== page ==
X10—Job Related Terms

In the training and classification processes 22, 23, the training text and operand text are each respectively analyzed to determine the normalized number of instances that the text employs terms or key words from a variety of topical vocabularies 26B stored in the knowledge DB 26 reflecting different professional terminology. In the preferred embodiment, X10 is a vector X10 0, X10 1, . . . , X10 E-1, (E=23), representing 23 vocational terminologies. These include Accounting/Finance, Computer related (Internet), Computer related (Other), Consulting, Customer service/Support, Education/Training, Engineering, Executive/Senior Management, General Administrative/Supervisory, Government/Military, HP/Personnel, IS/IT Management, Manufacturing/Production/Operations, Professional (Medical, Legal, etc.), Research and Development, Retired, Sales/Marketing/Advertising, Self-employed/Owner, Student, Unemployed/Between jobs, Homemaker, Tradesman/Craftsman. This attribute or recognition feature is believed to be useful because vocational terminology can often be indicative of age group, educational level or personal interest of the writer, which may be an optional classification output provided by the system 10.

X11—Hobbies

In the training and classification processes 22, 23, the training text and operand text are each respectively analyzed to determine the normalized number of instances that the text employs terms or key words from a variety of vocabularies stored in the knowledge DB 26 reflecting different hobbies. In the preferred embodiment X11 is a vector X11 0, X11 0, . . . , X11 H-1, (H=28), enabling 28 different hobby vocabularies. These include: Animal-related, Aquariums, Arts and Crafts, Chemistry, Collecting, Computer-related, Cooking, DIY (Do It Yourself), Electronics, Fan/fiction, Film-making, Games, History, Home brewing, Interactive fiction, Internet-based hobbies, Literature, Machining, Model (scale model) building, Motor vehicles, Music, Observation, Outdoor nature activities, Photography, Physics demos or experiments, Puzzles, Research-related, Sports or other physical activities. Like X9, this recognition feature assists in identifying the primary classes because the type of hobby is often indicative of age group. Like X8, the hobby attribute or recognition feature is useful in determining the age group or personal interest of the writer, which may be an optional classification output provided by the system 10.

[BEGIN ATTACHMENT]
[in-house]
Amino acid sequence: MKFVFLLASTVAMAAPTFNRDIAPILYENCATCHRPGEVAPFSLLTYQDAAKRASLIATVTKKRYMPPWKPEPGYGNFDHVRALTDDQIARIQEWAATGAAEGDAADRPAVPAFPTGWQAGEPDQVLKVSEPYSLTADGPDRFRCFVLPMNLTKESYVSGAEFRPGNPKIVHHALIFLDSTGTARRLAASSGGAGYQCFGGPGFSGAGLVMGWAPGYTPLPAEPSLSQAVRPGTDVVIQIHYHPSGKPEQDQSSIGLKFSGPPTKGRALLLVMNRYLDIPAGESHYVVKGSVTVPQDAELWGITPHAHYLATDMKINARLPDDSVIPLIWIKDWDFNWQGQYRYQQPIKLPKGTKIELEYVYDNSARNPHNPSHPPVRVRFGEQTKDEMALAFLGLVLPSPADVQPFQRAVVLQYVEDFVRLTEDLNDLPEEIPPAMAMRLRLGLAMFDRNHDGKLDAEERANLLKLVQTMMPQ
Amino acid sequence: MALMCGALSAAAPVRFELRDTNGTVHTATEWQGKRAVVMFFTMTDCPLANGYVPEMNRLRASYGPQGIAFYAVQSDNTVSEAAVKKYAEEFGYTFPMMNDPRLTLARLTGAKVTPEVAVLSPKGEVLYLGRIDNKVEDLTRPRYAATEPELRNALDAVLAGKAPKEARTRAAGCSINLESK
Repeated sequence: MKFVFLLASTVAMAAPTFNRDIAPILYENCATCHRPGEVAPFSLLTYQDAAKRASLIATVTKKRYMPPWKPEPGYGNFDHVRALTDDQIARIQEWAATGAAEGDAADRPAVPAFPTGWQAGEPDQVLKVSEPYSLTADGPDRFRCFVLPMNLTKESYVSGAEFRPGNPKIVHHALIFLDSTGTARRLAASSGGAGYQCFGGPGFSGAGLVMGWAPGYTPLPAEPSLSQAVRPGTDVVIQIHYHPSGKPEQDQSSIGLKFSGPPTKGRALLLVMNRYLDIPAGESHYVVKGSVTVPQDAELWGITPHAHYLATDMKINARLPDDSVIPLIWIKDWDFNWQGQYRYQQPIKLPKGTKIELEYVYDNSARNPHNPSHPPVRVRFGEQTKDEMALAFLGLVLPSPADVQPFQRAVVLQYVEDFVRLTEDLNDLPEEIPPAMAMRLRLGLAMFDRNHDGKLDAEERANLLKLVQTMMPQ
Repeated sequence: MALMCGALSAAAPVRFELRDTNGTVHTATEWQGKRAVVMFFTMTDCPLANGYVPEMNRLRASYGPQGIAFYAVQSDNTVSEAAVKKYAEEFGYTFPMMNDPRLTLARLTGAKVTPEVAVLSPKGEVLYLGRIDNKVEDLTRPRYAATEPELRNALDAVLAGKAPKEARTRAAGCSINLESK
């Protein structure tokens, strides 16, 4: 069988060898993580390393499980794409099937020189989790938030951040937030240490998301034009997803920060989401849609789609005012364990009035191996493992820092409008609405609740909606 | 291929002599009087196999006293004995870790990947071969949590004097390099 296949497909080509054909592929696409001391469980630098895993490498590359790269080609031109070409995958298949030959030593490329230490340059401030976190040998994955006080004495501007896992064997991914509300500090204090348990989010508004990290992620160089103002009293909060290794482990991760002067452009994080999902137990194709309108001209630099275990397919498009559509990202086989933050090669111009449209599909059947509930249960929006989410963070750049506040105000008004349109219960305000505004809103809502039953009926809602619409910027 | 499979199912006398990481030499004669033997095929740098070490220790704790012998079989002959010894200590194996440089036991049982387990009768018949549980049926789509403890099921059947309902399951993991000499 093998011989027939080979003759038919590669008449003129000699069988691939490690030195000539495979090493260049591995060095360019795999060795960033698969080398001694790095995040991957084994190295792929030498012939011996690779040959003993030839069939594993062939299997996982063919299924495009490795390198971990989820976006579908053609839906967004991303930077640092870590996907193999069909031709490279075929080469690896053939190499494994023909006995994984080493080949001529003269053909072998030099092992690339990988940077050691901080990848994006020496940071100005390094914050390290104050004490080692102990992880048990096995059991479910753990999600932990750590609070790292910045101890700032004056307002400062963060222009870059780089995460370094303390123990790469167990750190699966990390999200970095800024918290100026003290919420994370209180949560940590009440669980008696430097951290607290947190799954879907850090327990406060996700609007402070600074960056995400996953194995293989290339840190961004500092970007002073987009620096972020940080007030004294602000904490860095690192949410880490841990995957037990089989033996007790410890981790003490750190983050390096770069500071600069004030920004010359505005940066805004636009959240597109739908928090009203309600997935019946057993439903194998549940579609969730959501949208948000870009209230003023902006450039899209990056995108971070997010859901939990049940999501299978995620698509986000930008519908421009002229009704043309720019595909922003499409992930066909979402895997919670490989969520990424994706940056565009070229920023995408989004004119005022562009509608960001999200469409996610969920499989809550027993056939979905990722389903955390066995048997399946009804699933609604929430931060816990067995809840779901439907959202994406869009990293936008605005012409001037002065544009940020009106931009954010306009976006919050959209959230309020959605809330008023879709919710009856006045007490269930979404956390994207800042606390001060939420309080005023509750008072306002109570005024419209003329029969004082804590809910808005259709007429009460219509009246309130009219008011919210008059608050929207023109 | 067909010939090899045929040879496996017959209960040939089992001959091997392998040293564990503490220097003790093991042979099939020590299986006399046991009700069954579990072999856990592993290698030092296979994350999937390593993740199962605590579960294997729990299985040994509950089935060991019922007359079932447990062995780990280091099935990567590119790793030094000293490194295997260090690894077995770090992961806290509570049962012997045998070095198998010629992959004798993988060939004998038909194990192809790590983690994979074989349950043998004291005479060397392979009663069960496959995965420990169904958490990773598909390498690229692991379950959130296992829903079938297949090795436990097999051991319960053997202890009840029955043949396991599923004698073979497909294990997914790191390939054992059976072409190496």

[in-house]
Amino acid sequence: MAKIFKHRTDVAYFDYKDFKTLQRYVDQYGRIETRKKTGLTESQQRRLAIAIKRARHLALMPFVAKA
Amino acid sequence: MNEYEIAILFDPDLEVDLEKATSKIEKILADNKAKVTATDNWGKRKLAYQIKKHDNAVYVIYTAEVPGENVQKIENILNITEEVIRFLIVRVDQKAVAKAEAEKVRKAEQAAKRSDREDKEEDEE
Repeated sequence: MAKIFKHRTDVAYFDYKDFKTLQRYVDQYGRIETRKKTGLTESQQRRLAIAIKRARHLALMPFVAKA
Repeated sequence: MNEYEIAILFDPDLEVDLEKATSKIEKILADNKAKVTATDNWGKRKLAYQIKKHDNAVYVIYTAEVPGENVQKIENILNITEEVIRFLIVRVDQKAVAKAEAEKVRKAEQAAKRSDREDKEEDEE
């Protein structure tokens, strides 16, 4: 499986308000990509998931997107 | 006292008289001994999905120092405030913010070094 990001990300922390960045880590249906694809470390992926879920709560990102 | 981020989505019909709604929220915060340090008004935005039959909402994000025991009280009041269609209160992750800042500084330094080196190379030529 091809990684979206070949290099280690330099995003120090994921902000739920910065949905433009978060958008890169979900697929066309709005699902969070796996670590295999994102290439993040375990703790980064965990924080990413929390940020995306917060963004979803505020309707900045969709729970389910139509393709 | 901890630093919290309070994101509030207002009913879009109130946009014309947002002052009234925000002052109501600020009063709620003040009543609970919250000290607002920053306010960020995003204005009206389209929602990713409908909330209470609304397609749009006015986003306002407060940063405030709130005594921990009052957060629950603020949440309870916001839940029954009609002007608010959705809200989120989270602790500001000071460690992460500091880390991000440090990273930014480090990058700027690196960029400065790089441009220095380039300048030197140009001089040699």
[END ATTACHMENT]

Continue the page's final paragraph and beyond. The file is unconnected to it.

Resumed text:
X12—Behavioral Profile

In the training and classification processes 22, 23, the training text and operand text are each respectively analyzed to determine the writer's tonal style. These include very kind; polite; normal; cold; rude; vulgar; passive; active; authoritative (used imperative statement forms); diplomatic, aggressive; embarrassing. In the preferred embodiment, X12 is thus a vector X12 0, X12 1, . . . , X12 B-1, (B=12), each component of which tracks usage of the various tonal styles.

X13—Use of Female/Male Names

In the training and classification processes 22, 23, the training text and operand text are each respectively analyzed to determine usage of male or female names in the greeting lines of the training or operand text, thus assisting in determining the writer's gender. Attribute or recognition feature X13 is a two component Boolean vector that tracks such usage.

X14—Number of Foreign Words

X14 is a multi-component vector X14 0, X14 1, . . . , X14 F-1, (F=5), which tracks the normalized number of terms or key words in the training text and the operand text from a variety of different foreign language vocabularies, such as Latin, French, German, Italian, Spanish. This criterion assists in identifying the writer's educational level and optionally his or her origin, which may be an optional output of the classification system.

X15—Formal/Informal Expressions

Attribute or recognition feature X14 is a multi-component vector, X15 0, X15 1, . . . , X15 L-1 L=3 which tracks the normalized number of formal, informal or literal expressions present in the training text and operand text.